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A share-the-wealth Super Tuesday means no rest for front-runner Romney

Mitt Romney won six of 10 Super Tuesday contests, enough to retain his front-runner status. But his hair-breadth's win in Ohio was not a convincing one, and the next states to vote don't favor him.

By Staff writer / March 7, 2012

Republican presidential candidate Mitt Romney speaks to supporters at his Super Tuesday primary election night rally in Boston, March 6.

Jessica Rinaldi/Reuters

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On paper, Mitt Romney won Super Tuesday. The Republican presidential front-runner eked out a nail-biter in the most important primary of the day, Ohio, and won five of the other March 6 contests: Massachusetts, which he once governed, Virginia, Idaho, Vermont, and Alaska.

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Rick Santorum maintained his status as the leading conservative alternative to Mr. Romney, beating him soundly in Tennessee – a state where Romney had hoped to be competitive – and also winning in North Dakota and Oklahoma. Newt Gingrich won the remaining contest, his home state of Georgia.

Romney remains the strong favorite to win the GOP nomination, leading the battle for convention delegates with 415 out of the 1,144 needed, according to the Associated Press. Former Pennsylvania Senator Santorum has 176, former House Speaker Gingrich has 105, and Rep. Ron Paul of Texas has 47. Those figures include “super delegates,” party leaders who may back whomever they wish.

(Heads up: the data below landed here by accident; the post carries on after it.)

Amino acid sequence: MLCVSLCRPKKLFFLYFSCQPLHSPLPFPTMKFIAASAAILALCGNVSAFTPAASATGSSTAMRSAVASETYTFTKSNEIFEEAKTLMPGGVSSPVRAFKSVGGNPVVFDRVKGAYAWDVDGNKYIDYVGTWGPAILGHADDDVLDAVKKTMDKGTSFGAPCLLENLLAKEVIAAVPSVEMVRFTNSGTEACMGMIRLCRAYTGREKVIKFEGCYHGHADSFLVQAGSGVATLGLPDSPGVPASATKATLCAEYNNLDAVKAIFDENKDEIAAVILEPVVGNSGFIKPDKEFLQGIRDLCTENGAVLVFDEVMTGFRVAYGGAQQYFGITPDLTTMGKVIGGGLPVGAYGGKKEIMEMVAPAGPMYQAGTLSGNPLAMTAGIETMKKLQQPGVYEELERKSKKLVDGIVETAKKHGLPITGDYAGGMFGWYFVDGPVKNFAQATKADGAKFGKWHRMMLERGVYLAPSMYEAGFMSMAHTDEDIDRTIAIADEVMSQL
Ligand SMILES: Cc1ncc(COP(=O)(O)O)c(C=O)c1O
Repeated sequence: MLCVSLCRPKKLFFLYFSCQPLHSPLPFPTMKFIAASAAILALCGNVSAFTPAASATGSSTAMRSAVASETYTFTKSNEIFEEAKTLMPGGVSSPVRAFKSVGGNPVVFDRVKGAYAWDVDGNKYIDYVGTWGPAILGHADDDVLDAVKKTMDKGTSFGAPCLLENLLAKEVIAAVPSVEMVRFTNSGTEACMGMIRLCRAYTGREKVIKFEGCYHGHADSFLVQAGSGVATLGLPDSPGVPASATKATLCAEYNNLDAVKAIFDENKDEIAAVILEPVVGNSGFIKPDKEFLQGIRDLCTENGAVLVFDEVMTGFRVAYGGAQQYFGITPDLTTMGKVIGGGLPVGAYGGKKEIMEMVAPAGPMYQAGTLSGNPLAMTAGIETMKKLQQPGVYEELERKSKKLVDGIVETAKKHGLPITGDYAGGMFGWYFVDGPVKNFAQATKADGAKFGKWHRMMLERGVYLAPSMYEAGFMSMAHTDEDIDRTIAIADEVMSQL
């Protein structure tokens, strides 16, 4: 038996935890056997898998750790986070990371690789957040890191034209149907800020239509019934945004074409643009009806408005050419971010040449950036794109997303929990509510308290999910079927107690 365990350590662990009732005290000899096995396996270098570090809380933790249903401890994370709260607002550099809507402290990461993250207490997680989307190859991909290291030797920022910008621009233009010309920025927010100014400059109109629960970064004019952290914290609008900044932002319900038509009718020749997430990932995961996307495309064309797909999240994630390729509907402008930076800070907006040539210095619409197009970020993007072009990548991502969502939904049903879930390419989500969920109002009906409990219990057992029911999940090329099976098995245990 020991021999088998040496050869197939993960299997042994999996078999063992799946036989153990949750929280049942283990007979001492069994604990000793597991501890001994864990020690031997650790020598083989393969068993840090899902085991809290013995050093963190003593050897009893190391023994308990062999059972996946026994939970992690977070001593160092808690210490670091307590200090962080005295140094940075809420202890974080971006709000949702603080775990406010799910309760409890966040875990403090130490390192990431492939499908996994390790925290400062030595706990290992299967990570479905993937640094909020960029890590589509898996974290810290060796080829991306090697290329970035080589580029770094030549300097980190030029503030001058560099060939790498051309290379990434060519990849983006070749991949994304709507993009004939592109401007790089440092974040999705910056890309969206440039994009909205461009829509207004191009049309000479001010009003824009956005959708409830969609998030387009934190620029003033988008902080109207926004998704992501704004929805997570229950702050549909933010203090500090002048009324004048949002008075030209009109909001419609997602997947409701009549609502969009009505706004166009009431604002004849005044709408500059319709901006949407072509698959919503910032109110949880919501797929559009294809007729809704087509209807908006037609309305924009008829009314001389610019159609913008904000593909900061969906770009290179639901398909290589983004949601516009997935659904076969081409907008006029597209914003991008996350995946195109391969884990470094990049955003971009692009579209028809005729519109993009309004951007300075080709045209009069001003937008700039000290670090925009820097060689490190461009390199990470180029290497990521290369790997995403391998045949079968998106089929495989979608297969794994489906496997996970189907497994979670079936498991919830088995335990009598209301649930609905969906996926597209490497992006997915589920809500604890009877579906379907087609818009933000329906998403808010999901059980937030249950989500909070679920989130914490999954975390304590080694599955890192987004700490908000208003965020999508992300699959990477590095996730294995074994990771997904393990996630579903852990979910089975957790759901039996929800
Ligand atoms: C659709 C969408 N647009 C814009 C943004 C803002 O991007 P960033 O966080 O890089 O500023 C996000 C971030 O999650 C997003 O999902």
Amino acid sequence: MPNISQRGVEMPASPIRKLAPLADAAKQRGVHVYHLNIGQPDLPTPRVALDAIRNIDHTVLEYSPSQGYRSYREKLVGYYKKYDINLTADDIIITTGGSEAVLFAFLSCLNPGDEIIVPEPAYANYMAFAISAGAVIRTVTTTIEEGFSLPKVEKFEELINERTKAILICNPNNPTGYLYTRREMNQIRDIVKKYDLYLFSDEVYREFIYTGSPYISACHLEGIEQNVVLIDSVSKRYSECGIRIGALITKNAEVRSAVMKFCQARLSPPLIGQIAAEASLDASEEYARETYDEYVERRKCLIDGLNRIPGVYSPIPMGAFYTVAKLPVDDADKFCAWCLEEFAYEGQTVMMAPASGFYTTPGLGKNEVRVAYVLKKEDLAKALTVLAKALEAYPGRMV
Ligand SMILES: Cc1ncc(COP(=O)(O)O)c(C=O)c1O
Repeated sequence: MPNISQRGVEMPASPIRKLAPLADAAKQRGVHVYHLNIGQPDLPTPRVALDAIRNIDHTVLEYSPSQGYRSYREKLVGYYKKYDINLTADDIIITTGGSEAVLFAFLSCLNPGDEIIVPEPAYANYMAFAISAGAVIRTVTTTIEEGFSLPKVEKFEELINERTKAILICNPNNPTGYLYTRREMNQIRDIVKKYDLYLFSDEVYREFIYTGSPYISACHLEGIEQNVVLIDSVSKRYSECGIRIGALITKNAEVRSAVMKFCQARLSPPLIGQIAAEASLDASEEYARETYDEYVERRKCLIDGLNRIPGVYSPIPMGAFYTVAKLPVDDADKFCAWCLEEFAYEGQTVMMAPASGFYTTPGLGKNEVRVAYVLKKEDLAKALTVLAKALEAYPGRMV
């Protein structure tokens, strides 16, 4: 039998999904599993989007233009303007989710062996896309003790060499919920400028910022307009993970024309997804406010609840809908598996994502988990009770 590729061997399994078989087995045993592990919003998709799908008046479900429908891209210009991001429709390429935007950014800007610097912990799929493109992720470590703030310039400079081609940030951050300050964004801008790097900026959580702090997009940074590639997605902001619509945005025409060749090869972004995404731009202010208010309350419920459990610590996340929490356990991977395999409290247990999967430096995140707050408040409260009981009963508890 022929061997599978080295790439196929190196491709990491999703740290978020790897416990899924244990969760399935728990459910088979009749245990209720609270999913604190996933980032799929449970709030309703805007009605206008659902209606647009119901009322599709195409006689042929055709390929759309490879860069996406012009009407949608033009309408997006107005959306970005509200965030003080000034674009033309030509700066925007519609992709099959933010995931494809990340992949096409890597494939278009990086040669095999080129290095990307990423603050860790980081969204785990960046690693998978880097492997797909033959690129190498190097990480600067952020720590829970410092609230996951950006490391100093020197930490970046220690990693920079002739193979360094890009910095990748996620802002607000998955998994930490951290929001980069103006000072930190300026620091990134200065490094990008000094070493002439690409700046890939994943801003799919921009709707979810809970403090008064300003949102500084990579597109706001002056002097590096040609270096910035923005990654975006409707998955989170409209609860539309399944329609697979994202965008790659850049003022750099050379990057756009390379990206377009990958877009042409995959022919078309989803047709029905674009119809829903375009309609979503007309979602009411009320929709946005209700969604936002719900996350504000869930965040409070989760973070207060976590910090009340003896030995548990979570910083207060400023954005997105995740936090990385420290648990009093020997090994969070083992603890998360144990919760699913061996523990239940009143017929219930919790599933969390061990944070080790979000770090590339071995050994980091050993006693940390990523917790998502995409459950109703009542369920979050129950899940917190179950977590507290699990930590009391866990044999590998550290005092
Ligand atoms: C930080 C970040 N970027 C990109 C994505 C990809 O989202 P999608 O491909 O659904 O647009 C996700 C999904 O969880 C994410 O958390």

But Romney’s underwhelming victory in Ohio, where he beat Santorum 38 percent to 37 percent, and nine-point loss to Santorum in Tennessee highlighted his weakness among key parts of the Republican coalition: working-class voters, evangelicals, and those who self-identify as “very conservative.”

Romney’s strong suit remains the perception that he’s best-equipped to beat President Obama in November. But for many Republican voters, that calculation does not translate into enthusiasm.

“ ’Can’t Buy Me Love’ might be the theme song of the Super Tuesday primaries: Mitt Romney prevailed on electability, but in terms of a personal connection with voters’ concerns, it was another matter,” ABC News pollster Gary Langer writes in an analysis of exit polls.

In Ohio, a crucial battleground in November's general election, 51 percent of GOP voters found the wealthy former businessman to be most electable, versus only 24 percent for Santorum. But Santorum, who highlights his family’s working-class roots, beat Romney 34 to 22 percent on the question of which candidate “best understands the problems of average Americans.”

Still, Romney’s slim overall victory in Ohio – combined with his three-point victory in Michigan a week earlier – saved him from the embarrassment of losses in major Midwestern states that would likely have thrown his campaign into a crisis. As it is, Romney vastly outspent his rivals on Super Tuesday, depleting his coffers and leading him to call for donations in his victory speech, as he did last week.

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